R4 can't handle the heat. Carbotech has discontinued their race shoe material while trying to solve the swelling issue, which was terrible. Shoes would swell on the first use so bad that the car would not roll. Would create enough drag to cause a measurable 10 hp loss on the dyno. I love the Carbotech guys but that material sucks.

    Porterfield went all out to help the burgeoning vintage scene and this new compound they have is awesome. Handles heat, no swell.

    2. You must duct the rears. I think the main reason is to keep the wheel cylinder alive. I've seen it happen to Z cars and to my car, the cylinder gets crusty hot and just disintegrates. Hell, I've seen fires on Z cars from this happening. You can't cut holes in the body to get air to the drums, so I just drill the backing plates for "exit" and then add a three inch duct to the backing plate and run a hose under the body of the car. It's not ideal but it gets some air to them and I've not had a wheel cylinder failure since I did this.

    3. Pad choice for the fronts is crucial. After trying everythign under the sun, I've settled on Raybestos ST-43s. Wear hard. Don't kill rotors. Can handle heat and keep stopping. Expensive though, $275 a pop. But last much longer than the Blues and HT-10s I was using before. I've never had much luck with Carbotech on the front although I love the guys. Have a pair of Ferodo FS3000s thta I've not tried but will report when I do. Still, hard to see it being any better than the ST-43s (do NOT get the 41s...they generate too much heat).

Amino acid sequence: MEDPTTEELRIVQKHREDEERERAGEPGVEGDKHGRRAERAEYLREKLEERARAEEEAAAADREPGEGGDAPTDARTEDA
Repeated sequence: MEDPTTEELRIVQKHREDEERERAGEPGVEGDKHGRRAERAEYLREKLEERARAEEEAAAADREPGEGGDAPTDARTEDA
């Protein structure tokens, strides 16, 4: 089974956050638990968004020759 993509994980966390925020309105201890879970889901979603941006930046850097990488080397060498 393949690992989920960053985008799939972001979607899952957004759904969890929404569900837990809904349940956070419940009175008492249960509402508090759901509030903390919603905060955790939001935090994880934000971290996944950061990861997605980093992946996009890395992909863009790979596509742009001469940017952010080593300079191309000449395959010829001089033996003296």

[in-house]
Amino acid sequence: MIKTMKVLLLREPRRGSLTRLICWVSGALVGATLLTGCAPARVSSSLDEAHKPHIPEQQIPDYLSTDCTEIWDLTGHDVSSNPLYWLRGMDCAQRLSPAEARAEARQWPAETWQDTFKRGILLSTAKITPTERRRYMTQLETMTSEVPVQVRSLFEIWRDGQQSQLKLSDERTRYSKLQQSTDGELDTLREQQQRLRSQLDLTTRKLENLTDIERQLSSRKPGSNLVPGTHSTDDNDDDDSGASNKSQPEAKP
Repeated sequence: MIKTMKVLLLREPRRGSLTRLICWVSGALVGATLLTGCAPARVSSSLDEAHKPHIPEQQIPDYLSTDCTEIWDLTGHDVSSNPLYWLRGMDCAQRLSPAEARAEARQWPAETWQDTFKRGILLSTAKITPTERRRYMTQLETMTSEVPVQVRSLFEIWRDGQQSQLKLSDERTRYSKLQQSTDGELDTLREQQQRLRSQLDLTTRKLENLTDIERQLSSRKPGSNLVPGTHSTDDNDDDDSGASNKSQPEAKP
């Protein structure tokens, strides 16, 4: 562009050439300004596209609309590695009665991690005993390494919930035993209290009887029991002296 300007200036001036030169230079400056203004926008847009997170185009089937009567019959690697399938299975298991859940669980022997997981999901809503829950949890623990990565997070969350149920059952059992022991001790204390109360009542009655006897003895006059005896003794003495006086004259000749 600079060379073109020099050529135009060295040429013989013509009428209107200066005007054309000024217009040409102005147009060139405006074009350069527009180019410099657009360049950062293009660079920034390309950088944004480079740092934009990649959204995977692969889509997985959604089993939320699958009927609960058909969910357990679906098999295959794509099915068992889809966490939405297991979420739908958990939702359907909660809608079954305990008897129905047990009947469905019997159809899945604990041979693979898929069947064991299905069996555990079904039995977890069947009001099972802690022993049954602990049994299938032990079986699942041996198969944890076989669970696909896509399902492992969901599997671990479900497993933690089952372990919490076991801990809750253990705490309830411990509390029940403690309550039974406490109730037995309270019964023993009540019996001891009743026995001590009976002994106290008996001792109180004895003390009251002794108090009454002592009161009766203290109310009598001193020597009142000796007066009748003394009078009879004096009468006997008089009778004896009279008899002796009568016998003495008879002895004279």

4. Get a good duct to the rotor. Make it as straight (the duct) as possible, and have the intake as close to the centerline of the car as possible. Caliper ducts can't hurt but in my experience they don't help much either. Coating the back of the pads iwth heat treatment will make the caliper seals last longer (I generally go a half season now without changing calipers).

    5. Use SRF. $70 a bottle that you use once in a season is still better than a $20 bottle that you have use 4 of due to boiling and bleeding fluids.
    NC Region
    1980 ITS Triumph TR8

  10. #10
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    Jeff,

    Really appreciate the information - very helpful....

    Q: The new Porterfield race compound - is that R4-S ? They said no such thing as LS....
    They said "RD-4 is better for race vehicles that do not generate a lot of heat. R-4 is better for high heat race vehicles and the R4-S is for street use."

    They quoted me $249 for RC114 ST-43's....

    My first impression: Porterfield is extremely responsive to their customers.....

  11. #11
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    It was originally called LS or LD something. I went back and looked, it is RD-4. It's specifically recommended for IT cars -- we don't generate as much heat as big old vintage cars with drums, etc.